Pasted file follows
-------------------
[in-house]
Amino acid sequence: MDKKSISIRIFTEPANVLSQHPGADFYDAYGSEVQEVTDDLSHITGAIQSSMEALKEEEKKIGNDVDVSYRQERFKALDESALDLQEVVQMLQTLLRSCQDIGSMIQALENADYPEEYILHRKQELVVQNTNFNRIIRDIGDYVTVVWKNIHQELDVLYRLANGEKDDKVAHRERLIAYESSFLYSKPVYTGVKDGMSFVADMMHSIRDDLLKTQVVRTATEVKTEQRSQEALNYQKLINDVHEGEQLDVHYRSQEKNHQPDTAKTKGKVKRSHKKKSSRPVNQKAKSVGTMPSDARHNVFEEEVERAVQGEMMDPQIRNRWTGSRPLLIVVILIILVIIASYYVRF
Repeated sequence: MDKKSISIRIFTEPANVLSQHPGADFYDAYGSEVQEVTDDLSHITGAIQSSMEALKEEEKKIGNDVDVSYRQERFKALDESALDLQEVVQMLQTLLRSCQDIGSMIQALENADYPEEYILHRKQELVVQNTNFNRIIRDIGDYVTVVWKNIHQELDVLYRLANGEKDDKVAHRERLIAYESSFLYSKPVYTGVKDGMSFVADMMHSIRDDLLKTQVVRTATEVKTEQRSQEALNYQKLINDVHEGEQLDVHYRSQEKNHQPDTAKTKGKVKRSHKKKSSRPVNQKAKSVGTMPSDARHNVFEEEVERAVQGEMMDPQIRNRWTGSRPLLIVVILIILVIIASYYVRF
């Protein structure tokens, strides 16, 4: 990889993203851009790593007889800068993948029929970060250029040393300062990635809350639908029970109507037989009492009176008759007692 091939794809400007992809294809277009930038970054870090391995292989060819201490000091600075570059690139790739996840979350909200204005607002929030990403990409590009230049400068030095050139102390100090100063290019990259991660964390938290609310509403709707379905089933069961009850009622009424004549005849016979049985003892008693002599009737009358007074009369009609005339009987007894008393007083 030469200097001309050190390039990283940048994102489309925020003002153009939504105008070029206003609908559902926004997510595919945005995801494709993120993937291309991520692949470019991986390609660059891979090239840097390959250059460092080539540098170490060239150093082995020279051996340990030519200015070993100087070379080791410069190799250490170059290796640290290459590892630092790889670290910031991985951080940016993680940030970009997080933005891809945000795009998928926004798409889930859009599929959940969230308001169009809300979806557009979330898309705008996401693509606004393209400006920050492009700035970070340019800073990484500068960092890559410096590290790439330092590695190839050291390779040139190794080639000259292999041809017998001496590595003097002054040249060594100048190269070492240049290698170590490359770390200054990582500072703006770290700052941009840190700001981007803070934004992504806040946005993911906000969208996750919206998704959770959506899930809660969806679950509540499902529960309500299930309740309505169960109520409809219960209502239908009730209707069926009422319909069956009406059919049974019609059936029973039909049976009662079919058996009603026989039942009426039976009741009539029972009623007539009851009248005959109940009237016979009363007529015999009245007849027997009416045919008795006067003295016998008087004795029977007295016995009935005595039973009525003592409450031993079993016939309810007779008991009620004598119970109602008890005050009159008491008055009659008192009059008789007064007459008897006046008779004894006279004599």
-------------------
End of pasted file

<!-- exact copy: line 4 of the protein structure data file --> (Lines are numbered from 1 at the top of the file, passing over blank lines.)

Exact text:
């Protein structure tokens, strides 16, 4: 990889993203851009790593007889800068993948029929970060250029040393300062990635809350639908029970109507037989009492009176008759007692 091939794809400007992809294809277009930038970054870090391995292989060819201490000091600075570059690139790739996840979350909200204005607002929030990403990409590009230049400068030095050139102390100090100063290019990259991660964390938290609310509403709707379905089933069961009850009622009424004549005849016979049985003892008693002599009737009358007074009369009609005339009987007894008393007083 030469200097001309050190390039990283940048994102489309925020003002153009939504105008070029206003609908559902926004997510595919945005995801494709993120993937291309991520692949470019991986390609660059891979090239840097390959250059460092080539540098170490060239150093082995020279051996340990030519200015070993100087070379080791410069190799250490170059290796640290290459590892630092790889670290910031991985951080940016993680940030970009997080933005891809945000795009998928926004798409889930859009599929959940969230308001169009809300979806557009979330898309705008996401693509606004393209400006920050492009700035970070340019800073990484500068960092890559410096590290790439330092590695190839050291390779040139190794080639000259292999041809017998001496590595003097002054040249060594100048190269070492240049290698170590490359770390200054990582500072703006770290700052941009840190700001981007803070934004992504806040946005993911906000969208996750919206998704959770959506899930809660969806679950509540499902529960309500299930309740309505169960109520409809219960209502239908009730209707069926009422319909069956009406059919049974019609059936029973039909049976009662079919058996009603026989039942009426039976009741009539029972009623007539009851009248005959109940009237016979009363007529015999009245007849027997009416045919008795006067003295016998008087004795029977007295016995009935005595039973009525003592409450031993079993016939309810007779008991009620004598119970109602008890005050009159008491008055009659008192009059008789007064007459008897006046008779004894006279004599």